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Citizen science protects fishing in the Amazon


A wide-ranging regional initiative is pooling indigenous, local, and international knowledge and efforts to study and protect Amazon freshwater systems.

For people living in the basin of the Amazon River—an area the size of the continental United States and home to 30 million people—fish are the most important source of animal protein, and fishing is the most important source of income. Yet the Amazon’s aquatic ecosystems are being threatened by the expansion of agriculture, cattle pastures, infrastructure, logging, mining, and overfishing.1 Managing fish populations is critical to sustaining these ecosystems and the human communities dependent on them. In turn, collecting, monitoring, and sharing data are critical to managing sustainable fisheries.

Citizen Science for the Amazon, created in 2017, is a network of multiple stakeholders, including more than 100 groups of citizen scientists (fishermen, indigenous peoples, local communities, and students) from across the Amazon basin and more than 25 academic, conservation, and grassroots organizations from seven countries.2 These citizen scientists regularly monitor fish migrations and water quality, registering and sharing their observations via a common app and a platform. This platform is designed to guide data management decisions by connecting local efforts, using interoperable standards, aggregating data, and making the information open, safe, and accessible.3 The result is the first database of the entire Amazon basin that is available for researchers, practitioners, and decision-makers.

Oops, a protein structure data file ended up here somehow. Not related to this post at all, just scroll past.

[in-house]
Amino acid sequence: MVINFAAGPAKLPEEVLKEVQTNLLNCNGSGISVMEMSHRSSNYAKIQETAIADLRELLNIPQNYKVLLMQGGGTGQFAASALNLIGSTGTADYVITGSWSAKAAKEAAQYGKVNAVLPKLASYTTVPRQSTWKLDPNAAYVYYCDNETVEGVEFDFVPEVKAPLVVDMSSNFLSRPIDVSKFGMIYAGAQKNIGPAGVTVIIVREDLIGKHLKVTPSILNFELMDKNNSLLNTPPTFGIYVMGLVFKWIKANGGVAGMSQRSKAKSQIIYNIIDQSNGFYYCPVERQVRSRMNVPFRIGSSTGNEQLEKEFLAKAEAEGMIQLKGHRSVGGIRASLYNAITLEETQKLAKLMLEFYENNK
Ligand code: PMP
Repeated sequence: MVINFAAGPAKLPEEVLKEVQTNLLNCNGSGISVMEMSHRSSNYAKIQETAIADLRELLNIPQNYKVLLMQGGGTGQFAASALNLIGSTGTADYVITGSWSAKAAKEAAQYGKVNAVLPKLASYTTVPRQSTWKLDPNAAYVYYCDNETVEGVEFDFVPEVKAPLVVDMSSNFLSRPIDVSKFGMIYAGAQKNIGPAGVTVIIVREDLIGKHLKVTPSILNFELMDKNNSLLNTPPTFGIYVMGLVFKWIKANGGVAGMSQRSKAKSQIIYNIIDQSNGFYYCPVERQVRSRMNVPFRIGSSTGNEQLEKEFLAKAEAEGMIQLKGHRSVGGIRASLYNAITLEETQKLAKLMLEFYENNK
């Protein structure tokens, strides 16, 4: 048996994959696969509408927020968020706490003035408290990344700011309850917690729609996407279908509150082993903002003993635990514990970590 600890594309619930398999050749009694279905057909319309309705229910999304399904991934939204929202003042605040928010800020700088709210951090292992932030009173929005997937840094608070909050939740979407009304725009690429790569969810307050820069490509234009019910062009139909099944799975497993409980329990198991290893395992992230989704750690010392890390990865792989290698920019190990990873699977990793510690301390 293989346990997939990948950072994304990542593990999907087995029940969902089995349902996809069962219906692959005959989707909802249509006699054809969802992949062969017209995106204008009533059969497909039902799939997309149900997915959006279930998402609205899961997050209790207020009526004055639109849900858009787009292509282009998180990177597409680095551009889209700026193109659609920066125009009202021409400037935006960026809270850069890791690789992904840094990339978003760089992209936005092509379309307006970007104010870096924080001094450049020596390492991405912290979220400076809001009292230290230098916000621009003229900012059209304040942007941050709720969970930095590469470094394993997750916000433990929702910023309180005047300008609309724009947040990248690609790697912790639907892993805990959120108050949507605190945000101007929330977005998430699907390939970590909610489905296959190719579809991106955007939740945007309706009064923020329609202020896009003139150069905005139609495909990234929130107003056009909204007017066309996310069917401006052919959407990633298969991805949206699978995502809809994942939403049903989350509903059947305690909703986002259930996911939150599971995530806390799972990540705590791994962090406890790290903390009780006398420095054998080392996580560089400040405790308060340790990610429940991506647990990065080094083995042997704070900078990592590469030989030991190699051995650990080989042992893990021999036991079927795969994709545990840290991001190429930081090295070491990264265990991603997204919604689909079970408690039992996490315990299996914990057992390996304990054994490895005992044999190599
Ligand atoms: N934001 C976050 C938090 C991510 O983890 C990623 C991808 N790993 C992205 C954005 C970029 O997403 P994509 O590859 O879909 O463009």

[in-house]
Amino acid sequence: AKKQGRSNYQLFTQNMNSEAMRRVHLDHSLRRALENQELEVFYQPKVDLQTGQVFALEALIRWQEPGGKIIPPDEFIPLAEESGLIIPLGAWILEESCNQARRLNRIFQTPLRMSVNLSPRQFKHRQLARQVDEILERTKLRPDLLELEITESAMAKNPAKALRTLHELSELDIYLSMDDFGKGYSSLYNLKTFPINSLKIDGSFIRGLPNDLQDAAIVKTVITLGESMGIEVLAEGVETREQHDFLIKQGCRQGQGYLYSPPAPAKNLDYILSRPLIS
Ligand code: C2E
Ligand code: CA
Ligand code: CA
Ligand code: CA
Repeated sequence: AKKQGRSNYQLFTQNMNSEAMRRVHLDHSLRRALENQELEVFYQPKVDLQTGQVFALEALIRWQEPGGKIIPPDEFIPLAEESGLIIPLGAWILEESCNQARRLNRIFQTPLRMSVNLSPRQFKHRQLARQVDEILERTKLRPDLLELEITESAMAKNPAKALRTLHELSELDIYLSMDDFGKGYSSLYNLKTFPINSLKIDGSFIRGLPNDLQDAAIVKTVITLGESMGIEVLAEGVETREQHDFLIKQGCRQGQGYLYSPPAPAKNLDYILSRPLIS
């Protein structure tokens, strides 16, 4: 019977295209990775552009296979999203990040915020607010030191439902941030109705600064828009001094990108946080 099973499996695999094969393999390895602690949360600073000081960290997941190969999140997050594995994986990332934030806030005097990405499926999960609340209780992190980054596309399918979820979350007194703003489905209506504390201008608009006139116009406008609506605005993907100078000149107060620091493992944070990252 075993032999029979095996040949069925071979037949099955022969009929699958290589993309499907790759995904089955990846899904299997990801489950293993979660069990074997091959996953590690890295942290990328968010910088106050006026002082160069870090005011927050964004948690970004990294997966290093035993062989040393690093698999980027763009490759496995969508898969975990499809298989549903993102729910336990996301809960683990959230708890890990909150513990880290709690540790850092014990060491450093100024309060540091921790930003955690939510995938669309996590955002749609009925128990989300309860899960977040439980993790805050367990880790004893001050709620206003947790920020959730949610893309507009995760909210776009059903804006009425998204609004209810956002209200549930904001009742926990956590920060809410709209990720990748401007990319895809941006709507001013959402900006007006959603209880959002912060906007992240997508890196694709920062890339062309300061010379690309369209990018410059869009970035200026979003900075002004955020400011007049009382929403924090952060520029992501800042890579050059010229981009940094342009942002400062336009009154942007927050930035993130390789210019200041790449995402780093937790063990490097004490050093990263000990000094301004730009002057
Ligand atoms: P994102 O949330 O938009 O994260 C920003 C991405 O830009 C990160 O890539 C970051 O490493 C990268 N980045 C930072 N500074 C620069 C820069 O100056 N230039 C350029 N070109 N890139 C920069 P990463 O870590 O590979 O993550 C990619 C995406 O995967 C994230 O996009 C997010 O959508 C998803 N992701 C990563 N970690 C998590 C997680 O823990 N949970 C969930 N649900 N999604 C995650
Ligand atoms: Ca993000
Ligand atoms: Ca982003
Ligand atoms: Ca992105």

Participants jointly define a large-scale question that is general enough to attract multiple stakeholders, but simple enough to encompass questions at smaller scales (see figure S8.2.1). Local partners work with citizen scientists to identify what local questions to answer, how to analyze and use the data, what decisions to inform, and what audiences to target.

Citizen Science for the Amazon jointly designs, tests, and adapts innovative solutions to the Amazon context. Over time, partners have agreed on elements of the data governance framework, including guiding principles, variables, protocols, terms of use, credit, and protection of privacy. Citizen science is supplanting traditional, prohibitively expensive, scientific survey methods and helping to bridge indigenous, local knowledge and mainstream, professional science.

Public engagement fosters the sustainable use and management of fish and natural resources, conserves key rivers, lakes, and wetlands, and improves livelihoods. It also empowers local communities to negotiate with government agencies and other stakeholders on issues such as securing fishing permits, selling sustainably caught fish in niche markets with higher prices, using evidence in grievance cases against hydroelectric dams for their impact on reducing fish stocks, and requesting supplemental social security income during no-fishing seasons. Leaders of the United Nations Environment Programme have recognized the significant contribution that citizen science is making to achievement of the Sustainable Development Goals.4